When Biden’s budget request reducing immigration jail capacity was announced, advocates rightly pointed with alarm to the increase in funding for programs (like ankle shackling and other forms of electronic monitoring) that have only widened the net for immigrants under government surveillance. Yet, we must claim victory even if immigration jail counts decline. For years, BothThe number of detention and ecarceration has only increased. Without the movement to end immigration detention, this year would have been no other.

The expansion of e-carceration is a reminder that we must not give in to reforms that will further cement carceral immigration approaches. Defunding ICE will not only reduce the incarceration of immigrant, but it is also a critical strategy for limiting electronic monitoring of immigrant deportation proceedings. While it remains to be seen whether Congress will pass a budget with these lower numbers of detention, calling for an end both to detention and to e-carceration are essential.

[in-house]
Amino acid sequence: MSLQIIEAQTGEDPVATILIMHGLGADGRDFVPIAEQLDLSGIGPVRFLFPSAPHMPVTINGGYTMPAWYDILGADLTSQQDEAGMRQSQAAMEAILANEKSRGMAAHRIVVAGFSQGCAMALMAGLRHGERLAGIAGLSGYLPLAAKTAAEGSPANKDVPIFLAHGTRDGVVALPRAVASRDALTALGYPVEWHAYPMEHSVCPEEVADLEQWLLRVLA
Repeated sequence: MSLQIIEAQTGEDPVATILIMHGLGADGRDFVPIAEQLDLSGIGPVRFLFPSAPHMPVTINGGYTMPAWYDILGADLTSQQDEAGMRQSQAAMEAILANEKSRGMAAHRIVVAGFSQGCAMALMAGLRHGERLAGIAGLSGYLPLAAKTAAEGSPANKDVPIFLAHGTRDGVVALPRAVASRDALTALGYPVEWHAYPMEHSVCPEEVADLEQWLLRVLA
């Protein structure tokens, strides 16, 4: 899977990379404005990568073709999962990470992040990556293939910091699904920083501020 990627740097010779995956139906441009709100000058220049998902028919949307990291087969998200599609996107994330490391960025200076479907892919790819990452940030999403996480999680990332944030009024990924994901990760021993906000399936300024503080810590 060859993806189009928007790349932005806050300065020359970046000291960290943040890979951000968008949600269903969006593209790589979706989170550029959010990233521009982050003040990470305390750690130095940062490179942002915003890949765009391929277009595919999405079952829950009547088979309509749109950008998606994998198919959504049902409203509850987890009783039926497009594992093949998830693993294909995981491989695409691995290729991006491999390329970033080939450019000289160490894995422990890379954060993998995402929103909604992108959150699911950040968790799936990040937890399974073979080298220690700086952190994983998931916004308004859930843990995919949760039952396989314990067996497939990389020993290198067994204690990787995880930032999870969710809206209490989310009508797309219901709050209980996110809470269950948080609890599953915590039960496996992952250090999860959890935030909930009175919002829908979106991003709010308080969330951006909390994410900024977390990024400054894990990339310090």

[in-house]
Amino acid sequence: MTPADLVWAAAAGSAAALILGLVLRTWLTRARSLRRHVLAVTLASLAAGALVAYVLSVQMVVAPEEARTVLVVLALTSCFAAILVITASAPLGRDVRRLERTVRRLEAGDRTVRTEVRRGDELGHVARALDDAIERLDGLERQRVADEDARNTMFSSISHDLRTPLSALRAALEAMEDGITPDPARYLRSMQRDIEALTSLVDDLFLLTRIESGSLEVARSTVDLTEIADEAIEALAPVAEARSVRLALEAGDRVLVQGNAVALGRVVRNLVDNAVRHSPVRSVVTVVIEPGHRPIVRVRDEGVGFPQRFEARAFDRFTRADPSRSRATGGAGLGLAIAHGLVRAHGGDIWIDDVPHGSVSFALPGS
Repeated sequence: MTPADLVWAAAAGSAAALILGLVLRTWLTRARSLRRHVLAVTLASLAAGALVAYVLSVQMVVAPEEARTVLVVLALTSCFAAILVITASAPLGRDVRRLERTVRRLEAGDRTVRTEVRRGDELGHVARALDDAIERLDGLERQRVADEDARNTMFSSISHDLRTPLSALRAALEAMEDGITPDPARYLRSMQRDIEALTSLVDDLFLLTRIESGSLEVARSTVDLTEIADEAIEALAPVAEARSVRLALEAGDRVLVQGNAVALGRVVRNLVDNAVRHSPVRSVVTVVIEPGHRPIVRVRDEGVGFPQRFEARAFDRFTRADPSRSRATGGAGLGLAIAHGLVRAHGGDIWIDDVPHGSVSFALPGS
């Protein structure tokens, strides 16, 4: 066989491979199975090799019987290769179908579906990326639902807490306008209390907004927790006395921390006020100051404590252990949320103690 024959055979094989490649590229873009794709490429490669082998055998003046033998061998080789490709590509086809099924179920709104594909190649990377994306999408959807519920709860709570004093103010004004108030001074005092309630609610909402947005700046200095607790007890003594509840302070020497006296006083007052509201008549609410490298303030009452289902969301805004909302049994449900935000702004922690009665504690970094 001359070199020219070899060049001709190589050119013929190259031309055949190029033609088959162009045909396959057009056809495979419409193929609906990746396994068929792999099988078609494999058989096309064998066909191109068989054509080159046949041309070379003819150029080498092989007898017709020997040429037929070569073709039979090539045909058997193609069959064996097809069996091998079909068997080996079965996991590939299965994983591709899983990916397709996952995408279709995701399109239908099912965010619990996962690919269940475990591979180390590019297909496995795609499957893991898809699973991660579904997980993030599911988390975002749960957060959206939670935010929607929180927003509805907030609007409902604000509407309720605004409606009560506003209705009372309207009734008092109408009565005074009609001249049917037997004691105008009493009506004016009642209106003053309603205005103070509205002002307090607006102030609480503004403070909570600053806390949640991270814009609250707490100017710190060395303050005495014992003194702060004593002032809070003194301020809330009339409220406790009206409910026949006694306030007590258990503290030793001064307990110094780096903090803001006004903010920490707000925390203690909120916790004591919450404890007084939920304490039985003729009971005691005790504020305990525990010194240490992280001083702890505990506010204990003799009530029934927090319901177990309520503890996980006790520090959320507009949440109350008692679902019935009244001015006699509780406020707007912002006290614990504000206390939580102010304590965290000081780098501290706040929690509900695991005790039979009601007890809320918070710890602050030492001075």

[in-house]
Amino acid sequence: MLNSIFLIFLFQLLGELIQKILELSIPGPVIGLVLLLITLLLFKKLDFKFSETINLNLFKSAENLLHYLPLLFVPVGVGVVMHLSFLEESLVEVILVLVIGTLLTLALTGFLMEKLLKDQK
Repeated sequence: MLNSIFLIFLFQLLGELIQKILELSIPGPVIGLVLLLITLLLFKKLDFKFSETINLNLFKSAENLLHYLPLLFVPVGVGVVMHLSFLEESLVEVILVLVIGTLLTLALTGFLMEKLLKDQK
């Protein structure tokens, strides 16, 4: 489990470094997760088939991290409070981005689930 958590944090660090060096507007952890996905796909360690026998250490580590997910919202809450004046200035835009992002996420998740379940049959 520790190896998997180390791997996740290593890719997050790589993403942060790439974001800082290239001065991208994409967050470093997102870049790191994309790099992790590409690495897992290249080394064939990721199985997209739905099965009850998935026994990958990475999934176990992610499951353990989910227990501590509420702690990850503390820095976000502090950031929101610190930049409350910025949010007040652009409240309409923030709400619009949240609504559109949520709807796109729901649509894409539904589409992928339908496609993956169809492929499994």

The recent backlash to abolition and the call to defund assumes that the demands are too extreme and are hurting the Democrats’ approval ratings. But the demands work — we are shrinking the number of immigration jails. While there are many factors at play that led to this outcome, including exposure under Trump and pandemic border closures leading to lower numbers, it’s clear that the demands for defunding and abolition in the broader discourse on policing and prisons and by the movement to end immigration detention got us here.

We have made it clear that the immigrant incarceration system must be reduced and not expanded. It is time to defend our victories and remain bold. The status quo regarding immigration detention has changed, and we must make this the first step in our journey to abolishing it.